On another note, due to unforeseen circumstances, a friend is unable to get her daughter Christmas gifts this year. My girlfriend said to me, “Label one of our presents from us. Say the others are from Santa; I don’t want her to think Santa forgot her.” While this was undoubtedly very thoughtful, I couldn’t help but think, “Isn’t the main thing that she has presents?” Does she really care if they’re from ‘Santa’?”
I suppose I’m the wrong person to ask; I’ve been called a Grinch for most of my life and have never believed in Santa Claus. I was a very logical (and, perhaps, overly-precocious) child and assumed I wasn’t alone. At three, I unwittingly spoiled my five-year-old aunt’s Christmas.
“Of course, there’s no Santa; it makes no sense,” I’d told her matter-of-factly.
“Yes, there is,” she’d said.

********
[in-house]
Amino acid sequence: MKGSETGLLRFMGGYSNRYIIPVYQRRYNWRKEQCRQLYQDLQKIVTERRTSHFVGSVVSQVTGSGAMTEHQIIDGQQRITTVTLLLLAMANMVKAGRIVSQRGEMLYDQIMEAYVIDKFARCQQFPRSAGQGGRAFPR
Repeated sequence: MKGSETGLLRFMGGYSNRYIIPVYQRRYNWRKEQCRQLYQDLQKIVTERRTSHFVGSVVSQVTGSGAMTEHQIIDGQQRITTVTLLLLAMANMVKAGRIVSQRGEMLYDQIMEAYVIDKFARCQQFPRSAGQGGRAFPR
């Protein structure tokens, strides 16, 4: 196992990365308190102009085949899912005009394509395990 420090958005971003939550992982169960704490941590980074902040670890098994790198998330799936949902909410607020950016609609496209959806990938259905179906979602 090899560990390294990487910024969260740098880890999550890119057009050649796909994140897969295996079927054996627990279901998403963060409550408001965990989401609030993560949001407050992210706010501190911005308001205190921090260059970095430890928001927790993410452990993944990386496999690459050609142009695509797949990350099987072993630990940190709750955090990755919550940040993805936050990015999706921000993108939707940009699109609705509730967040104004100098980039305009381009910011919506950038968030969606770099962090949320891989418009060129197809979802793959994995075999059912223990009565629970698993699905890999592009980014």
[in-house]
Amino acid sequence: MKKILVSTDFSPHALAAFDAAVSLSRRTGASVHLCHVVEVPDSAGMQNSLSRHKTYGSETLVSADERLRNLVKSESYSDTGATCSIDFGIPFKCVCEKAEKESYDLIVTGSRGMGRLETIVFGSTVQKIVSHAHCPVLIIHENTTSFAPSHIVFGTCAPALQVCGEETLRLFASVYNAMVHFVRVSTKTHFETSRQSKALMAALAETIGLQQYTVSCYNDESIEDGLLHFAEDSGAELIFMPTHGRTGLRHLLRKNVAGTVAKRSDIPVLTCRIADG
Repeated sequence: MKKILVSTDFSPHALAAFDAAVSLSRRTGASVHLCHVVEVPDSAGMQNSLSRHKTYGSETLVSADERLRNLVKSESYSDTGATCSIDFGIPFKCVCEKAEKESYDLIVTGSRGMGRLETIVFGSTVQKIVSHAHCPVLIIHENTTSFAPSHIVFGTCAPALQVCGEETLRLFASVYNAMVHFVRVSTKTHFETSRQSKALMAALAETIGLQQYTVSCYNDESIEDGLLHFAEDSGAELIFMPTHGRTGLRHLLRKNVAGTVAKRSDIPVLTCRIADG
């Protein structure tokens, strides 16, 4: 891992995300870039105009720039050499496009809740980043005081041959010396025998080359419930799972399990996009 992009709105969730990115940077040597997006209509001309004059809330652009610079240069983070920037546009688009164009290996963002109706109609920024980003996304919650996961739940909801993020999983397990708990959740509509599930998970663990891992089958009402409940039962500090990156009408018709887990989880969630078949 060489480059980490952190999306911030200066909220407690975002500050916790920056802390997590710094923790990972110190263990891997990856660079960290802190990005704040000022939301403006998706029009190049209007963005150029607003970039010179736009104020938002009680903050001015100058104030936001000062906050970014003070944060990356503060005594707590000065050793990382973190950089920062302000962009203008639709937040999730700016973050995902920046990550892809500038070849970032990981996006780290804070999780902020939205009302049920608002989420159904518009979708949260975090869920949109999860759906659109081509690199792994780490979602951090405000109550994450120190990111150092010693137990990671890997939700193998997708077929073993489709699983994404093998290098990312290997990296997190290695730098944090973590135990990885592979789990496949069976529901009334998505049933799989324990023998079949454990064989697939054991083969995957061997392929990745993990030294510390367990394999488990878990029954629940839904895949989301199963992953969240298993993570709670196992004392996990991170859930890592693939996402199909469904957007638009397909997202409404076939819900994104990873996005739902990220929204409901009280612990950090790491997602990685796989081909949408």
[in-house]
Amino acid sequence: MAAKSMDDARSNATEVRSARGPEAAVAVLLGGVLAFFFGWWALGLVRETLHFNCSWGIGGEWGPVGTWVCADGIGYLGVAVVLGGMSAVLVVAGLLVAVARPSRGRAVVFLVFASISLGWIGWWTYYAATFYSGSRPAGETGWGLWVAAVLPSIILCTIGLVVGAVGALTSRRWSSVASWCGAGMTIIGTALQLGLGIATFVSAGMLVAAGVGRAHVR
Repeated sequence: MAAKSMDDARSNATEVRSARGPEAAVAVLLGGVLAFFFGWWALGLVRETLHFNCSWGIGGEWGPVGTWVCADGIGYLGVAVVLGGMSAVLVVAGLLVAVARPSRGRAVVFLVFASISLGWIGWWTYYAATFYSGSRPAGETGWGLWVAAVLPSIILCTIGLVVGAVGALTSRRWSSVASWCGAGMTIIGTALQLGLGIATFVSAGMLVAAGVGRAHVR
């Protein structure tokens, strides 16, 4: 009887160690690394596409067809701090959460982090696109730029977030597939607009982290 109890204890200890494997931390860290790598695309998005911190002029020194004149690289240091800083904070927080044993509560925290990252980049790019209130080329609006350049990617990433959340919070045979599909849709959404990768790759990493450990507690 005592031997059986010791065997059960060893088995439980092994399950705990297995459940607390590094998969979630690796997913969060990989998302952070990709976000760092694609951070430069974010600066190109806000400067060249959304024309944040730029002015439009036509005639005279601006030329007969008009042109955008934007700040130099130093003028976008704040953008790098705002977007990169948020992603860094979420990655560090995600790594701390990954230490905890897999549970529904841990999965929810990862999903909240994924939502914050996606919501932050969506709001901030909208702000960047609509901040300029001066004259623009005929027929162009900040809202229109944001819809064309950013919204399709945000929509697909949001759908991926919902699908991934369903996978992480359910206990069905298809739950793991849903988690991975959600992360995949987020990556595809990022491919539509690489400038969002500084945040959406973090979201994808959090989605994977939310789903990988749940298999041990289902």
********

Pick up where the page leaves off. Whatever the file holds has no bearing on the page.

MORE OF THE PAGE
Needless to say, I went on to systematically burst her Santa bubble and had no idea I’d done anything wrong until she started to cry. She still hasn’t let me forget it.
I hadn’t meant any harm—it just didn’t make any sense to me.
Apparently, I’m not the only one who has burst the Santa bubble: an article was posted on Facebook suggesting that it is unhealthy to have our children believe in a lie, simply to have their hopes dashed later. I don’t know. Perhaps, like the Grinch, I am coming to see that a little belief is okay.
By Marvin Mann
There is a brochure available at the MU Bureau on bicycles. The law (I believe) says to ride with the traffic; however, this author totally disagrees. When I was a boy scout about 70 years ago they taught us to go facing the traffic. The reader can select either path he or she chooses. However, the reasons I feel that facing the traffic is better, especially at night. The main reason is that the lights can be clearly seen far ahead to show a person to be ready and a step off the road. They suggested safety techniques.
Safety Equipment and Accessories: